NanoCore, a lesser-known remote access Trojan (RAT), has recently been spotted being delivered to employees of energy companies in Asia and the Middle East via spear-phishing emails impersonating a legitimate oil company in South Korea.
But, what’s even worse for regular users, the cracked, full version of the RAT (with premium plugins) has been leaked online this month, and we can expect script kiddies to take advantage of the fact.
Symantec researchers have been following the evolution of this particular RAT since its first, alpha version was leaked in December 2013. In the next year and (almost) a half, newer versions have been cracked and leaked in February, March, April, July, August and October 2014, and now in March 2015.
Each time, the use of the RAT, and Symantec detections of it, saw an increasing spike:
There is no reason to believe that this time will be different.
“The cracked versions of NanoCore are now not only available on the dark web but also on the visible web. That means it’s not just the more experienced cybercriminals who can easily access this malware for free, but also script kiddies eager to start their cybercriminal careers,” says Symantec threat intelligence officer Lionel Payet. “The more the NanoCore malware is used and is visible on the underground, the higher the chances that one day it may end up just as well-known as some of the notorious RATs that have come before it.”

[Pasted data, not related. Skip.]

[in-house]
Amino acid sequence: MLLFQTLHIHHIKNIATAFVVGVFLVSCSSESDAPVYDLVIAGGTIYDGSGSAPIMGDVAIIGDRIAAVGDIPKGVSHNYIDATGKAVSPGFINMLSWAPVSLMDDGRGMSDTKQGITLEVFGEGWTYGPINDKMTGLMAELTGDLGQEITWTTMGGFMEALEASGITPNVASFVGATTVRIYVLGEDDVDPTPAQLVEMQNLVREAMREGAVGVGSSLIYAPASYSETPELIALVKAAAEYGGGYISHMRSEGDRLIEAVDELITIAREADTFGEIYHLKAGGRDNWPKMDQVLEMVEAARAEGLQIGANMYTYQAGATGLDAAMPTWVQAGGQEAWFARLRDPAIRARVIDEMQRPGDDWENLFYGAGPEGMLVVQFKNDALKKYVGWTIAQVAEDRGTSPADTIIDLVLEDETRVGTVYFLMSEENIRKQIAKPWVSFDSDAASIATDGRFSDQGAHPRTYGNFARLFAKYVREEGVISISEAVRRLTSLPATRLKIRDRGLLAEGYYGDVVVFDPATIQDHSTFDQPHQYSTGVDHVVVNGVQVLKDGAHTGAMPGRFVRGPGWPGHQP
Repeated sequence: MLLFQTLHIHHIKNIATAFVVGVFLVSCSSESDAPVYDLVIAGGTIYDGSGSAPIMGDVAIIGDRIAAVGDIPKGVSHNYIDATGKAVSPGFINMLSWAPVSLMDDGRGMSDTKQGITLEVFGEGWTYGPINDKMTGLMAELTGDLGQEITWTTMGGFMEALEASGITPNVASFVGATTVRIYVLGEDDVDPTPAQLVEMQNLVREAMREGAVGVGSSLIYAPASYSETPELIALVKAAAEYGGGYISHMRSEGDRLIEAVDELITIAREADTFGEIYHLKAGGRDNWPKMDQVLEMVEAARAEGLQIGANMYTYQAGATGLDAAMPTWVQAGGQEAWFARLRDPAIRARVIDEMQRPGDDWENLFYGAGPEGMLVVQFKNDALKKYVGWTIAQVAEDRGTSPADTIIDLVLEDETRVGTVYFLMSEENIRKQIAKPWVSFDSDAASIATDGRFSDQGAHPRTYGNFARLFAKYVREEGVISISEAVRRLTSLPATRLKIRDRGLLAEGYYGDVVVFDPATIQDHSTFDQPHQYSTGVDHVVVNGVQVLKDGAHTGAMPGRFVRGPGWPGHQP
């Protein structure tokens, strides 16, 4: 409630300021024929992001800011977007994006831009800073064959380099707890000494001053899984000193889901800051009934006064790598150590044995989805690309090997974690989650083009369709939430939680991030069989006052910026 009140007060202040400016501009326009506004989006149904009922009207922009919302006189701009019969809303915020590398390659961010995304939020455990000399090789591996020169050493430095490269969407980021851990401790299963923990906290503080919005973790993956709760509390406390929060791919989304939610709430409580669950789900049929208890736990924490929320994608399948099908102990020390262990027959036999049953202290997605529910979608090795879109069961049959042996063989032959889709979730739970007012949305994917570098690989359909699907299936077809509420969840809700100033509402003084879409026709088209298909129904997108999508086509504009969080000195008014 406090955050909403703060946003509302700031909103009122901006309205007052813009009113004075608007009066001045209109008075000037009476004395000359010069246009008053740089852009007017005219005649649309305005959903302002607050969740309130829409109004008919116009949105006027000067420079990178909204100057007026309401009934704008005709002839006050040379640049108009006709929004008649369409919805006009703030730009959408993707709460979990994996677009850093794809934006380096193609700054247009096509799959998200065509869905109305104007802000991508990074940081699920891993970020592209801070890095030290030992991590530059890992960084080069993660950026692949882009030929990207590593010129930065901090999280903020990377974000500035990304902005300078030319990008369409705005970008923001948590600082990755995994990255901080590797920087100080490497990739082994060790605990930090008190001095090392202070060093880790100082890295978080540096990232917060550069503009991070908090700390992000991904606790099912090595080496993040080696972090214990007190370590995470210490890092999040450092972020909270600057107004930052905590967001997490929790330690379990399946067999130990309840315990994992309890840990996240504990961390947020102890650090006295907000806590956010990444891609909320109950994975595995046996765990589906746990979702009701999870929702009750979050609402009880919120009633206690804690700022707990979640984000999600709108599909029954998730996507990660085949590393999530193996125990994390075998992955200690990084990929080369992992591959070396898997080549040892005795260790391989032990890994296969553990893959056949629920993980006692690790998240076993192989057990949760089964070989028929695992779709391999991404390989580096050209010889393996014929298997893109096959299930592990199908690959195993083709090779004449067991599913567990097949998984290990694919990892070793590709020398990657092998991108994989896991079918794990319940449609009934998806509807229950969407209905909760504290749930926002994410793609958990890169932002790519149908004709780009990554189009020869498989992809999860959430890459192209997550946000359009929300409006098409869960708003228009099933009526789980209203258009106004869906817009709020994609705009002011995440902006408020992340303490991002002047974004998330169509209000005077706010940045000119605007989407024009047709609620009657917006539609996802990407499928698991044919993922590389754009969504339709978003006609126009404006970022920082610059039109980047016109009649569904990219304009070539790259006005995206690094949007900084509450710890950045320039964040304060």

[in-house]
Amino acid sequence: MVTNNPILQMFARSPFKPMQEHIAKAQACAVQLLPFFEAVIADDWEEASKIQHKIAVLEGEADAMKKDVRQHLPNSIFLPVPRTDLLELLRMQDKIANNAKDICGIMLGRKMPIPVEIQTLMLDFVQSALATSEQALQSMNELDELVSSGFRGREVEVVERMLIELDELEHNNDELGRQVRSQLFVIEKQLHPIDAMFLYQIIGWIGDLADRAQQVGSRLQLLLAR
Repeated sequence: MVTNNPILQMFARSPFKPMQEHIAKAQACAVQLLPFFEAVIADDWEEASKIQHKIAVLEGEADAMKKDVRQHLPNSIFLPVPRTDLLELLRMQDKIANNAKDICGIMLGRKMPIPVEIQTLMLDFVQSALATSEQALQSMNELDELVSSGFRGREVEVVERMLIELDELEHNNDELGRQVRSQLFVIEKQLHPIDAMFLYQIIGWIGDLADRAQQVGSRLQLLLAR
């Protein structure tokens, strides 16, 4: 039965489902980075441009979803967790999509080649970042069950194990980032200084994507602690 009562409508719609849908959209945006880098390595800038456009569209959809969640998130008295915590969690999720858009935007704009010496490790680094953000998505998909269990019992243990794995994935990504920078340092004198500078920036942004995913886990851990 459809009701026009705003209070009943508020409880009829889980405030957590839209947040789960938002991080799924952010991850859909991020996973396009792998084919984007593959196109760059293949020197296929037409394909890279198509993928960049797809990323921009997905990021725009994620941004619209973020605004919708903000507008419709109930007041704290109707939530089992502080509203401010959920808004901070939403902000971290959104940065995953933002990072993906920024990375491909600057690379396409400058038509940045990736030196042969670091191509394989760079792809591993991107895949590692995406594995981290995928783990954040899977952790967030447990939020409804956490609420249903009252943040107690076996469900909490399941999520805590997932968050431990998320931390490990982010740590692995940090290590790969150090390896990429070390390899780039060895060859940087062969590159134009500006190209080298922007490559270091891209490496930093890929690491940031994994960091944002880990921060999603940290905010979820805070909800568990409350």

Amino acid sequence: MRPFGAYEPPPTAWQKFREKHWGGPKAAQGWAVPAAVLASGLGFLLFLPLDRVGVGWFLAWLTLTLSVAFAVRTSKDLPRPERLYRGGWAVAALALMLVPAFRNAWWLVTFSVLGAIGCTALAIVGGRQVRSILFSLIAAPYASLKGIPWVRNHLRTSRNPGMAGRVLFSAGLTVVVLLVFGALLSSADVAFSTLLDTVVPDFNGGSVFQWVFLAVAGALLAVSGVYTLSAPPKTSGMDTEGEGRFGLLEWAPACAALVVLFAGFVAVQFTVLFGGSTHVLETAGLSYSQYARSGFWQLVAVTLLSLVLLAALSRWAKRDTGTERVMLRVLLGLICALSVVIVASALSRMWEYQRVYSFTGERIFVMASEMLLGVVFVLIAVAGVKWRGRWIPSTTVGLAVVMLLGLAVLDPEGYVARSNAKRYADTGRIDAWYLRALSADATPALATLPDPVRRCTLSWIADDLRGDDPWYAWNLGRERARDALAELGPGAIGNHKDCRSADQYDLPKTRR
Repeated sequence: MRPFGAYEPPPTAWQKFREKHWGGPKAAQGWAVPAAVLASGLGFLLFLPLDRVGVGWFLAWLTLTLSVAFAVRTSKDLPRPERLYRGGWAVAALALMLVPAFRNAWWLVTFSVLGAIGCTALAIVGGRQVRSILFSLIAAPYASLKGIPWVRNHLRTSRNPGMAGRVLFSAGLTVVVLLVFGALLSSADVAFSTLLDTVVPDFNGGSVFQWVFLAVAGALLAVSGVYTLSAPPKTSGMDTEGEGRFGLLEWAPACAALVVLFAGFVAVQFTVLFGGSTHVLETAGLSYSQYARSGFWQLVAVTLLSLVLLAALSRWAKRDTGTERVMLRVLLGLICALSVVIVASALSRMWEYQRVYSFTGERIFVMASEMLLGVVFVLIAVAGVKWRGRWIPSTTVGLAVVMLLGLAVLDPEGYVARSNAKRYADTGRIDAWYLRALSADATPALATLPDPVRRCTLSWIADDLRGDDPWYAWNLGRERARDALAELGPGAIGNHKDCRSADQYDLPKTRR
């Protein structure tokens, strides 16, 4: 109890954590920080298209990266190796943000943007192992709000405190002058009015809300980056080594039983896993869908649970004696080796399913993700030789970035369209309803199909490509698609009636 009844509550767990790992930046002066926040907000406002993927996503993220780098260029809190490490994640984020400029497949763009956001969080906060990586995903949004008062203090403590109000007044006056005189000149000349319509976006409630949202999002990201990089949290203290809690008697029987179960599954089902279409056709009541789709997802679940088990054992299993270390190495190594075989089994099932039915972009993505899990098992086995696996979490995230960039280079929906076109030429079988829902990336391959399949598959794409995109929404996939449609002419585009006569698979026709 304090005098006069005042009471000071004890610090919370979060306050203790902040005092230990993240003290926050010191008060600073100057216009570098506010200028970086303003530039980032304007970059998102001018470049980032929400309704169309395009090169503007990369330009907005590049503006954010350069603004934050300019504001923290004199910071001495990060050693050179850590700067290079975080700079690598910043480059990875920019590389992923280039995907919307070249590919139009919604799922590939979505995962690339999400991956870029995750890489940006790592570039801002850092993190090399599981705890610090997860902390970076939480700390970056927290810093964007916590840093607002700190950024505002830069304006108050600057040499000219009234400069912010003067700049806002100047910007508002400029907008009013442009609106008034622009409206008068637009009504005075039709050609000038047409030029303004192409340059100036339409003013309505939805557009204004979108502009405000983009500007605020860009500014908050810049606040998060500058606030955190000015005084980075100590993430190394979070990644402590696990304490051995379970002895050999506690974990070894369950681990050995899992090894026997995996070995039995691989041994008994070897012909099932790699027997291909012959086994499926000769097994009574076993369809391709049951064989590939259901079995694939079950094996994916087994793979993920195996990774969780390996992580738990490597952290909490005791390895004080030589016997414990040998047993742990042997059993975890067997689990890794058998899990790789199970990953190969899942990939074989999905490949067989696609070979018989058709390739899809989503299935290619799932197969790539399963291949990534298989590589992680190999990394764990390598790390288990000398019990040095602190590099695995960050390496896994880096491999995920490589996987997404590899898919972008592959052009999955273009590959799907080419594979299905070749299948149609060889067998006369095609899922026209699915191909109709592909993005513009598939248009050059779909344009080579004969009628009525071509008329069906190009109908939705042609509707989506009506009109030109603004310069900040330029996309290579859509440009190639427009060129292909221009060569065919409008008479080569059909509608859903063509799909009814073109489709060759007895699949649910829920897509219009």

So far, more than half of the company’s detections of the malware have been localized in the US and Canada; the rest in Singapore, India, UK, Hong Kong, Australia, Japan, UAE, and Nigeria.
Users – both enterprise and individual ones – are advised to never open attachments or follow links included in unsolicited emails. If you have to, check whether the URL is detected as potentially malicious and whether the attached file carries malware by using online resources and up-to-date AV and security solutions.